regard to human life the ruling thought [of Herodotus) is * that of the divine envy or malignity, which is exemplified ' in the countless miseries of mankind and the insecurity of
all good fortune;' for in this matter, as in most others, Herodotus, as a faithful reporter of what he has learned by inquiry, is reproducing, along with the facts which he has elicited from others, the light in which his informants saw them and the tone which they unconsciously imparted to their narratives. The striking folk-tales which he records were and are striking because of the views of life which they convey. This particular class of tale owes its interest and its vitality to the very fact that the divine envy is its motif. Strip such a tale of its moral—or its anti-noral— and it becomes worthless for literary purposes. Herodotus was too much of an artist to write history in that manner.
There can, however, be no doubt that the malignity of the deity was a ruling thought if not of Herodotus, then of his time. Its frequent appearance in Herodotus is evidence in that direction. The crude form of it saw in each disaster an outcome of divine revenge, or of the envy of the gods
at human prosperity.' God will not suffer men to exalt themselves or provoke Him by too great success. In Herodotus, the Solon of popular tradition 'speaks of God as the
author of confusion and as full of envy. The relentless envy with which the deity pursued Polycrates and rejected the ring of great price which that too prosperous prince threw into the sea in the hope of appeasing by the sacrifice the jealousy of heaven, is the best illustration, even in Herodotus, of the doctrine of the malignity of the deity.
That doctrine is obviously a piece of folklore. It is a popular rough and ready explanation of certain striking facts of human life which cry aloud for explanation. It is based, not on a methodical study and on an organised comparison of a wide range of related facts, but on the nearest and most obvious analogies; and it owes its popularity, as all folklore does, to the fact that the analogies to which it appeals are familiar and intelligible, with the minimum of intellectual exertion, to all minds, however little educated. All men, Aristotle says, have a natural desire for knowledge; but most men, we may add, are not inclined to take more trouble than is absolutely necessary to appease that desirethe first analogy that occurs, the solution that requires the least effort to comprehend, is good enough for them. But the most obvious explanation, the one which turns up first, and which any man can hit upon, is not usually the correct or final explanation. It becomes part of the learning of the people and a piece of folklore, because it saves the trouble of further thought for the moment. Eventually, however, it is found to create more difficulties than it solves, and reveals the necessity of a deeper and more systematic study of the facts. Thus scientific explanation in the end comes to follow a process the very reverse of that adopted by popular explanations. They drew only on the facts obvious to the most superficial observer. It finds itself forced on to the consideration of facts which are only detected by prolonged study, and can usually only be properly appreciated by those who have made a special study of them. Such systematic study of Nature is Science; of Religion, Theology.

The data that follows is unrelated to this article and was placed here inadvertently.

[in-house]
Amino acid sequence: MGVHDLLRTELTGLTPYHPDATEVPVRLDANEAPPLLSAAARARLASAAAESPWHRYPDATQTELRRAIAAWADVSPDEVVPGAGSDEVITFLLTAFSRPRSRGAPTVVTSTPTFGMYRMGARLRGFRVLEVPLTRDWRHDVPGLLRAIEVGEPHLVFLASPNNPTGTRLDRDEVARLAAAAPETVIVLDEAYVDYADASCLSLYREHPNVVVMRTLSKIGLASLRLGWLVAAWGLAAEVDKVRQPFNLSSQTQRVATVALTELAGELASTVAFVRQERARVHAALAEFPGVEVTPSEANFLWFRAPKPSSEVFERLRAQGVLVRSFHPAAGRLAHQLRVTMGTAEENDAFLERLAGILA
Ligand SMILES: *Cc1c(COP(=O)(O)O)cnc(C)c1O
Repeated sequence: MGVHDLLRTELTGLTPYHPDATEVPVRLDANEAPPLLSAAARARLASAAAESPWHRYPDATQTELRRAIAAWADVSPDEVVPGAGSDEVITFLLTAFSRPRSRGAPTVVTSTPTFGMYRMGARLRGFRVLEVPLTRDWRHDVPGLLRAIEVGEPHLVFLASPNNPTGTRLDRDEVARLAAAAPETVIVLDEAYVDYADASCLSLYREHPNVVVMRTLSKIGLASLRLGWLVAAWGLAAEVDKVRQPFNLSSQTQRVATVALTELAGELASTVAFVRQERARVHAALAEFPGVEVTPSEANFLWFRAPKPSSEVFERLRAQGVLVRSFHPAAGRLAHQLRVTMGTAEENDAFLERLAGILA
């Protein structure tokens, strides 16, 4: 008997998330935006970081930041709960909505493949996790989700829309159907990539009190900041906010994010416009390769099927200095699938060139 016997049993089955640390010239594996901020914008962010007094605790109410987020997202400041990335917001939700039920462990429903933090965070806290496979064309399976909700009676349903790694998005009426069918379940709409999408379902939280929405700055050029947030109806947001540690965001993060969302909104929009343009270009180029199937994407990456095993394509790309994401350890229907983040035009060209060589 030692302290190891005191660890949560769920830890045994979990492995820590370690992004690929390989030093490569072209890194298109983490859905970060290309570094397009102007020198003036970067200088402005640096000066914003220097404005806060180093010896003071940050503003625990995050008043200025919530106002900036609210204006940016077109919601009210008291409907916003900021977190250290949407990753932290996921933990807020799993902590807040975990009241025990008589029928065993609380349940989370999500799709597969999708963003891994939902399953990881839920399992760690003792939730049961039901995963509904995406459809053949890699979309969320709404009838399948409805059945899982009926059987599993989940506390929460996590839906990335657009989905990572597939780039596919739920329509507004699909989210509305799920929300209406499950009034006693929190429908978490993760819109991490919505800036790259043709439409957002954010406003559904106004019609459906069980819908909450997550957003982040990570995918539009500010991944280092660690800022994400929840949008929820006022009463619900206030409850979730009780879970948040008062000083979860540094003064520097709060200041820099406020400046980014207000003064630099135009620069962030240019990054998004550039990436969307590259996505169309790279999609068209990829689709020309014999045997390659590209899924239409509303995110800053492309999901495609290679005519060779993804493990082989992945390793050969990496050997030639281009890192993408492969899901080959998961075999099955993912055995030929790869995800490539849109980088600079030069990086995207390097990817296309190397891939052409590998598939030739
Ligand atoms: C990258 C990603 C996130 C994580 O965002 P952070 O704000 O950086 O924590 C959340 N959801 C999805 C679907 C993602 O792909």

The folklore doctrine of the malignity of the deity eventually elicited from the Greek spirit a definite and va.uable piece of theology, a more precise formulation of the religious ideal, and a profounder appreciation of its content and significance. It is hardly necessary to say that for this fuller manifestation of the religious ideal we must look to the great minds of Greece, the great masters in Greek literature. Progress, whether in art, science, or religion, is due not to the many but to the few. "The million rise to learn, the • One to teach,' as Shelley says; or, as Confucius puts it, * All men have palates ; but how many can distinguish • flavours ?' First, however, let us consider the conditions which favoured the growth of this Greek doctrine of the malignity of the deity; in that way we shall see how from the beginning the conception carried within it the germ of its own negation, and by its own evolution led to an idea which not only comprehended in its higher unity such truth as was contained both in the doctrine and in the antithesis of the doctrine, but transcended the ideal of religion as first manifested in Greek literature in the words of Homer : A 'god, if he will, can save even from afar.'
Lower religions have their evil spirits, higher religions their devil; but it is a remarkable fact (not, we believe, noticed by Professor Campbell) that Greek religion knew neither. There is nothing in it to correspond to the terrible powers of evil against whose onslaughts so many of the Babylonian 'hymns' are directed. There are few traces even in the superstitious practices of the Greeks of that abject terror of supernatural foes which is characteristic of the savage state of culture---so few indeed that it might almost be regarded as an open question whether they had ever experienced it. If they had, they had long outgrown it even in Homer's time. The condict which, according to the wisdom of the Egyptians, was waged on almost equal terms between the powers of good and the powers of darkness, was for the Greek mind a struggle that had long been ended in favour of the national gods: Typhoeus, Typhon, the serpent Python, and the Titans were things of the past. They were as the dragons and giants and monsters of fairy tales ; they were not practical forces, determining the conduct of daily life, either in religious or superstitious belief. Mormo was confined to the nursery.
It is striking testimony to the eminently rational and practical character of the Greek mind that, in dealing with the Unseen, the Greeks took it for granted that all the supernatural powers had a friendly side to their character, in virtue of which it was possible for man, if he set about it in a sensible manner, to establish friendly relations and live on satisfactory terms with all of them. From the beginning, and throughout, the Greek acted on the principle that to win goodwill you must show goodwill. He persisted in treating powers that had a distinctly evil reputation with